Maybe you followed the case about the New York woman who was raped by the NYPD? She was out celebrating a job promotion or job change or something, and she had too much to drink, and she went home in a cab, and the cabbie called the cops because she was too funk to drunction, and the cops helped her back to her apartment. And then they came back and raped her.

Well, they say they didn’t. But they do not dispute that they kept going back to the apartment. To check on her, apparently. And cuddle with her in bed. You know, the usual.

You can check the specifics of the case out if you want, and the fact that the cops got off. Getting off is a popular thing these days. Maybe that’s encouraging. Maybe in the future we’ll all just get off continuously.

Semantics even played a part in the trial, as the jury heard expert testimony concerning the difference between “passing out” and “blacking out.” In the latter case, as one juror said, “you can be walking and talking but not able to remember what happened later.”

Anyone who has ever woken up with a retainer in their mouth but no memory of putting it there has already learned this distinction.

But what interests me is this: let’s say, hypothetically, that a few months ago I got completely drunk. And let’s say I got a little stoned too. Hypothetically. And let’s say this behavior led me to be for about four minutes the life of the party. Let’s say I theoretically developed an argument for why Babe, the 1995 sheep-pig classic, represents the pinnacle of American cinema.

And let’s say when those glory minutes were over, I ended up lying on a patch of grass, not too far from various deposits of vomit and urine. And let’s say I drifted in and out of consciousness for the next few hours, and rode in the back of a friend’s car trying to sing showtunes, and sobered up remarkably under the fluorescent torture of a convenience store, and went home without further incident.

And let’s say hypothetically I woke up the next day and read about Cop Rape ’11 and I thought, Jesus. Being drunk is different for men and women.

That’s the thing I figure you already know. But I’ll tell it to you anyway.

Minor firestorms were caused by the Cop Rape business when some commentators, females among them, tried to use the case as a teachable moment. Women just flat out have to take different care of themselves, they said.

Enter resistance. I should be able to get as drunk as the hell I want and not have to worry about getting raped by the cops, or by anybody. I should be able to get as drunk as the hell I want and not have people shake their heads and say “she brought this on herself.”

Of course you should. And in very many circumstances and situations you absolutely can. And in others you can’t. And, yes, bad things might happen to drunk men. But there is still a different kind of danger for women than for men, and so I was led to wonder if our dictionaries, being such tools for learning, ought not reflect this:

Drunkenness (n.)

1. the state of no longer being able to accurately judge old sitcoms (“The Facts of Life” was CRUCIAL, man. You liked “Growing Pains” better? Fuck  you. I’m never talking to you again. Hey, everyone: I’m never talking to him again. No, really. I want you to hold me to this.)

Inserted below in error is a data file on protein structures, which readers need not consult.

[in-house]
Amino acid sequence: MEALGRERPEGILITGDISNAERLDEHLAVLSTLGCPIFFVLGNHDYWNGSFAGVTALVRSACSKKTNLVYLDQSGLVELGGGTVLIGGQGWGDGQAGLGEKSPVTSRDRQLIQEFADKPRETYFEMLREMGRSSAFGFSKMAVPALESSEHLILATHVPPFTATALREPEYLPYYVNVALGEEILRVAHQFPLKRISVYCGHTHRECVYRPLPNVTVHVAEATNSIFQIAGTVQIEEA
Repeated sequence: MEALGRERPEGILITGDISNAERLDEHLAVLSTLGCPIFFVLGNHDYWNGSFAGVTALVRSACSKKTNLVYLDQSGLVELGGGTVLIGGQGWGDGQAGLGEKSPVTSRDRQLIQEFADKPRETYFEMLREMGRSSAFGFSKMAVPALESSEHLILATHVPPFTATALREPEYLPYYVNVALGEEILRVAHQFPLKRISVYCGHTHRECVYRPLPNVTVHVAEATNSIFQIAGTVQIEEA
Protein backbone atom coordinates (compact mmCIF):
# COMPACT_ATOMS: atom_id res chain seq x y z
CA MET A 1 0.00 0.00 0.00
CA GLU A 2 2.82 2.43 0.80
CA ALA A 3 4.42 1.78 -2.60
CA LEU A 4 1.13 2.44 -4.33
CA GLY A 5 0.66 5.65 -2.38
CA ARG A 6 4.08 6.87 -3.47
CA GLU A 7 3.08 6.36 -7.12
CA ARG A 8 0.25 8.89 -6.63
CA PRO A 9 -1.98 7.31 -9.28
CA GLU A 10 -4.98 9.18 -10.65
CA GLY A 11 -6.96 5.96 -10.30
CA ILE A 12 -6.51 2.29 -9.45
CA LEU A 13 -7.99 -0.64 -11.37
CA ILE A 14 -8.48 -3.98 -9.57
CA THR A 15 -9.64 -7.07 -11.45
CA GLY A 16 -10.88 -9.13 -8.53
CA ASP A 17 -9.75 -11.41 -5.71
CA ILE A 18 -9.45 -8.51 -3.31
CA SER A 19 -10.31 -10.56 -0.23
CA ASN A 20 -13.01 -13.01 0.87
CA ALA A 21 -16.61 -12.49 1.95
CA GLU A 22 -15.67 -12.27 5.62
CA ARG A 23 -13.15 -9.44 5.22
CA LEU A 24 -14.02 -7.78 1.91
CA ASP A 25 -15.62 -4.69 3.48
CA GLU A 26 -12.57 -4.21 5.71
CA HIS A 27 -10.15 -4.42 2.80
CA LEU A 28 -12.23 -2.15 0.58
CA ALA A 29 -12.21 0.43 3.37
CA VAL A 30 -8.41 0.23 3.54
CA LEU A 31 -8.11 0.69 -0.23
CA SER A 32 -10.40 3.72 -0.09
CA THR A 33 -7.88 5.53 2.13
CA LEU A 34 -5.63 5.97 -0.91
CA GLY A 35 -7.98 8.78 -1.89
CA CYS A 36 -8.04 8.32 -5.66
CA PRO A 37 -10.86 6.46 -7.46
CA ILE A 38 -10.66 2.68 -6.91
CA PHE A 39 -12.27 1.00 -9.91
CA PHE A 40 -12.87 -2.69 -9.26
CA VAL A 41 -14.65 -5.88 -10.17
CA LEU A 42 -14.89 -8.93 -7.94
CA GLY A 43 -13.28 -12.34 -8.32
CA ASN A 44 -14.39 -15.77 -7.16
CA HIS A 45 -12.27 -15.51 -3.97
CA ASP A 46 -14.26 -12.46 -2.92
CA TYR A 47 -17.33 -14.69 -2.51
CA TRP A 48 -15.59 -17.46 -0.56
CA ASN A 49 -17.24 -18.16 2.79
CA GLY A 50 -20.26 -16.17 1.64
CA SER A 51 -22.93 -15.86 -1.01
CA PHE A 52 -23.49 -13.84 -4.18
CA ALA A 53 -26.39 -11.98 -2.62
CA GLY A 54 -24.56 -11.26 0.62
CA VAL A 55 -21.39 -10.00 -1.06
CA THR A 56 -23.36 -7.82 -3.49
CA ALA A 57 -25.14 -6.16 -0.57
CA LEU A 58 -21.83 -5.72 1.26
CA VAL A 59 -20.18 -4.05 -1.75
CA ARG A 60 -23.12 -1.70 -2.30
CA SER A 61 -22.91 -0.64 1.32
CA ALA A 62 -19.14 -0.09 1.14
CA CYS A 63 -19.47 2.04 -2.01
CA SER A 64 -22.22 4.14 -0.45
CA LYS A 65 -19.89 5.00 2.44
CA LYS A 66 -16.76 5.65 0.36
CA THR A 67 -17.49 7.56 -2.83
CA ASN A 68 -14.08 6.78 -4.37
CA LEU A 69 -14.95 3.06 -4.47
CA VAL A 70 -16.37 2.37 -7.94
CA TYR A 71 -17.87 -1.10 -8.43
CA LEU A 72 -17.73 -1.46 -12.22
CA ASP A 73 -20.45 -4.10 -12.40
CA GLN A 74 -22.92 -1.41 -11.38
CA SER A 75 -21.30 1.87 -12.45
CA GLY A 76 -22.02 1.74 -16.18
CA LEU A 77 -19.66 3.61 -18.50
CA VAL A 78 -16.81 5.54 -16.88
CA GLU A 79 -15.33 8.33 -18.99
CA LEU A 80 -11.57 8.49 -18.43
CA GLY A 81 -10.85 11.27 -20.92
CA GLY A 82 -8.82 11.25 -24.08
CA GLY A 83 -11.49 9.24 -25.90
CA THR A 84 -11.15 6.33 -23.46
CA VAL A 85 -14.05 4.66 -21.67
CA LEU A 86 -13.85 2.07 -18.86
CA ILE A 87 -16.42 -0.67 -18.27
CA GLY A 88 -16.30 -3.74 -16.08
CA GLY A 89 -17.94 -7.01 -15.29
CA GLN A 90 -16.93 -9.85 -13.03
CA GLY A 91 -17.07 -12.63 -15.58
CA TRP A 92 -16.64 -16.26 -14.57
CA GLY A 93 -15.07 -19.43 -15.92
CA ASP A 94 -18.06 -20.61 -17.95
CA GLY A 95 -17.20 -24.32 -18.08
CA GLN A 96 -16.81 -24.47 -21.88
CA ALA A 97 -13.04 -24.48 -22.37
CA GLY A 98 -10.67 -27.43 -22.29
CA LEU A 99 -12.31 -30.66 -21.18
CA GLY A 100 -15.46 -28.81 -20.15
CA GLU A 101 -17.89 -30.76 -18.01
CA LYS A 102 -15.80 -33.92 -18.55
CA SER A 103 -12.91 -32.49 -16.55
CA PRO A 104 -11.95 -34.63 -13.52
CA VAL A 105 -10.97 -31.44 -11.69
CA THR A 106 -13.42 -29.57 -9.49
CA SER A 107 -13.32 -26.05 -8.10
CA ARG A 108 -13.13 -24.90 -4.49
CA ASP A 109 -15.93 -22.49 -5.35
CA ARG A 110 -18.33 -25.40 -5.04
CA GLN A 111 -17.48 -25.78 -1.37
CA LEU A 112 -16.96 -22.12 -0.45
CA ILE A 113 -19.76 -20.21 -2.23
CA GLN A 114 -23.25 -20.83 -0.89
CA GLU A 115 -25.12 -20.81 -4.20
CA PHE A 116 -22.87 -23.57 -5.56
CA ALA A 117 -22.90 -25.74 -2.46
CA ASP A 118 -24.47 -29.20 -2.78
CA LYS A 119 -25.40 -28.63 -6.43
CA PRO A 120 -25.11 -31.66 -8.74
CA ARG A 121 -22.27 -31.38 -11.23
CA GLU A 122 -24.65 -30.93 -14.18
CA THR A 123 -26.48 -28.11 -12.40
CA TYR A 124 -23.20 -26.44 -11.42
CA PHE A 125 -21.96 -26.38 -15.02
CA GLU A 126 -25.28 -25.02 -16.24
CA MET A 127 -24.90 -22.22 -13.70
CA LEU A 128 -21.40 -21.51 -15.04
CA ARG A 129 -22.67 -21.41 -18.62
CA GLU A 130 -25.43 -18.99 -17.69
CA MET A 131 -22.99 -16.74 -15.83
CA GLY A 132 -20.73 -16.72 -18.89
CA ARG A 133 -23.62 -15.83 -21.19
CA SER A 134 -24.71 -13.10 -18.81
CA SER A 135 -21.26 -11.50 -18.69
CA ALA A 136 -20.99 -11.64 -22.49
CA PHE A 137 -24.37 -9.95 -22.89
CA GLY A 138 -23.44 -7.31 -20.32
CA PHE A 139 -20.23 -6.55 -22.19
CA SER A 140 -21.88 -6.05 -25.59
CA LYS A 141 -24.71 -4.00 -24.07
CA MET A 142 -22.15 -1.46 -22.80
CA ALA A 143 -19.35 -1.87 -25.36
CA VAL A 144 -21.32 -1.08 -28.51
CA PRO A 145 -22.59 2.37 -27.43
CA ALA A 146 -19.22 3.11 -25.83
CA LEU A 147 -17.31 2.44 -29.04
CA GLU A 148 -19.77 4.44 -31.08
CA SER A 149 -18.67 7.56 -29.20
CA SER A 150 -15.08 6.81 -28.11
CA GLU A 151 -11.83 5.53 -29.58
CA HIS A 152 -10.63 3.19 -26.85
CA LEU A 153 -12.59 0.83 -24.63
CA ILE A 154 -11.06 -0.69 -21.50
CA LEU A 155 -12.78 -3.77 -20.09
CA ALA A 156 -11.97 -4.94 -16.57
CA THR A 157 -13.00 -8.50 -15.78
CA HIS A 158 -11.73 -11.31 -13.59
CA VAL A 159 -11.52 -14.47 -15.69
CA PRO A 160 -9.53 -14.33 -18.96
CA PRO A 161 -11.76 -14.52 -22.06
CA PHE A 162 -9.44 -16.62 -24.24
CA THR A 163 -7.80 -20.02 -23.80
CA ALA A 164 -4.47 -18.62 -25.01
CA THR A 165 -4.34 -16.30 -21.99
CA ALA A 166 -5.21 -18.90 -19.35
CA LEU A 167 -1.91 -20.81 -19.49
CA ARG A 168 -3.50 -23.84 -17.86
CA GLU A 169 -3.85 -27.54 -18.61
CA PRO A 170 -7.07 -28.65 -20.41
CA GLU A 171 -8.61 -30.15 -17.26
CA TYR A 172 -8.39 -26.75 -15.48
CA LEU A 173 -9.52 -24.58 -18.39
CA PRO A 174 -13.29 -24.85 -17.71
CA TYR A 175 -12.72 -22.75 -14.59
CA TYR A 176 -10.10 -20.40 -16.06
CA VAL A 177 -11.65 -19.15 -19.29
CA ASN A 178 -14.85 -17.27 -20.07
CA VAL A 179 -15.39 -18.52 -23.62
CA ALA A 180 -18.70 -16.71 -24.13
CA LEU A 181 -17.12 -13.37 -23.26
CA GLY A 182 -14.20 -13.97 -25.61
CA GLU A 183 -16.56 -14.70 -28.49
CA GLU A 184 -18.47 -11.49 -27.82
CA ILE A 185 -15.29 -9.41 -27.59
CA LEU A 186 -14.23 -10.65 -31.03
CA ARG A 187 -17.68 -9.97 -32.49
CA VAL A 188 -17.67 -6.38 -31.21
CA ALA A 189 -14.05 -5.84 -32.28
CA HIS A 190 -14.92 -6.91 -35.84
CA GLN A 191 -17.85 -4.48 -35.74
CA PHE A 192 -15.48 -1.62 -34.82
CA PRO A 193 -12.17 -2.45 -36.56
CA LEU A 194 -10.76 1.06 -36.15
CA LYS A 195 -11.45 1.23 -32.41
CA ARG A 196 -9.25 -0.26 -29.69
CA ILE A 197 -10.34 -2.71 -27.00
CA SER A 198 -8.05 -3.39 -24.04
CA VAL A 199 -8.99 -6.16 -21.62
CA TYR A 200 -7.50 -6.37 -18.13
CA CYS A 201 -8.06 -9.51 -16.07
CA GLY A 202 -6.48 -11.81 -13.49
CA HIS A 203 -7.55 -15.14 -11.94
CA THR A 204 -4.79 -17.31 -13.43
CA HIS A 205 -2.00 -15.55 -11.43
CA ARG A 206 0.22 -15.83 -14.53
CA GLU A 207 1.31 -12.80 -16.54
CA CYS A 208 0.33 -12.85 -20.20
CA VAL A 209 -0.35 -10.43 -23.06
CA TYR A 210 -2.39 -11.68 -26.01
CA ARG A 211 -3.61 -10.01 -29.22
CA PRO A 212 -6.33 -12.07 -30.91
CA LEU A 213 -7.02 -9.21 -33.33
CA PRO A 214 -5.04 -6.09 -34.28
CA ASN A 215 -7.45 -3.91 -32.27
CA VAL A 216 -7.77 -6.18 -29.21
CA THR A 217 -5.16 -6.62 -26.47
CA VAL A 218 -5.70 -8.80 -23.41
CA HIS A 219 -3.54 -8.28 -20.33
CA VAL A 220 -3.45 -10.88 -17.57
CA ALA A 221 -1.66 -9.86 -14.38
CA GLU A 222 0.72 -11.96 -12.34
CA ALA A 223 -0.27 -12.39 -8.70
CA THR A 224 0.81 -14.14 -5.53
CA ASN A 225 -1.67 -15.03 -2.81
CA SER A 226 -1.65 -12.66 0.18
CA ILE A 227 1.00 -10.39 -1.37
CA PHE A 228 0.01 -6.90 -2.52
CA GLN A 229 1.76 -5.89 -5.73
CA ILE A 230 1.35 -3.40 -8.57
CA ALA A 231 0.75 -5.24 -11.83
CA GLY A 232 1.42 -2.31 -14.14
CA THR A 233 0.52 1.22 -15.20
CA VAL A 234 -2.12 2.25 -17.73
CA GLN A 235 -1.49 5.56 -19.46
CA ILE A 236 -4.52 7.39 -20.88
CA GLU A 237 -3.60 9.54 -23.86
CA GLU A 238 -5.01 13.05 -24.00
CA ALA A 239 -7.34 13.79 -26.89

2. a condition that is more risky for women

Why stop there? We all know whiskey drunk isn’t the same as wine drunk. Friday drunk isn’t the same as Tuesday drunk. Bill Cosby had a mildly amusing routine on different drunks. The one I liked best was the beer drunk whose leg keeps filling up and so he has to keep hobbling to the toilet to drain it.

Imagine a more precise world, where you call up a friend to tell that person how you were just thinking about that one time, sophomore year, when you called her a bitch and you just wanted to say that you had a lot going on at the time, stuff she doesn’t even know about, like at home and with your Cognitive Psychology recitation, and you were drinking instant coffee which you never do, and you just really didn’t mean it, and you’ve always wanted to tell her that.

And your friend says, I know, you told me that last month. You’ve told me that seven times. Are you drunk?

And you say hypothetically yes.

And she says, tell me more.

And you say, I’m drunk like the time we watched Waiting to Exhale and thought the toilet was telling us secrets.

And she says, I’m on my way.

Whereas if you say, I’m drunk like the fourth inning of a summer baseball game, she probably won’t be worried and will go back to her red wine and “Growing Pains” DVDs.

Yes, that show IS on DVD, and why no one has bought the complete series for me yet is unclear.

Finally, I’d like to say that in case you’re not sold by my “female drunk / male drunk” dichotomy, how many times have you heard or uttered the phrase, “Yeah, I really wanted to hook up/make-out/hold hands with her, but since she was drunk, I didn’t do it.”

Now substitute “him/he” and see if the sentence still sounds right to you.

I submit that there is a double standard here: it’s okay if the guy is drunk because we already assume that sex is something he’s up for anyway. Women, being far more inscrutable, are a toss-up, and so, if we are chivalrous and not members of the NYPD, we do not make the assumption.

Or we say, wait, are you English Department poetry reading reception drunk, or are you that time I kept telling people I was at the corner of 8th street and 8th street drunk?

Because if we’re just talking “enough cheap sherry to get you through another evening of overwrought similes and confessional free verse,” then the game is on.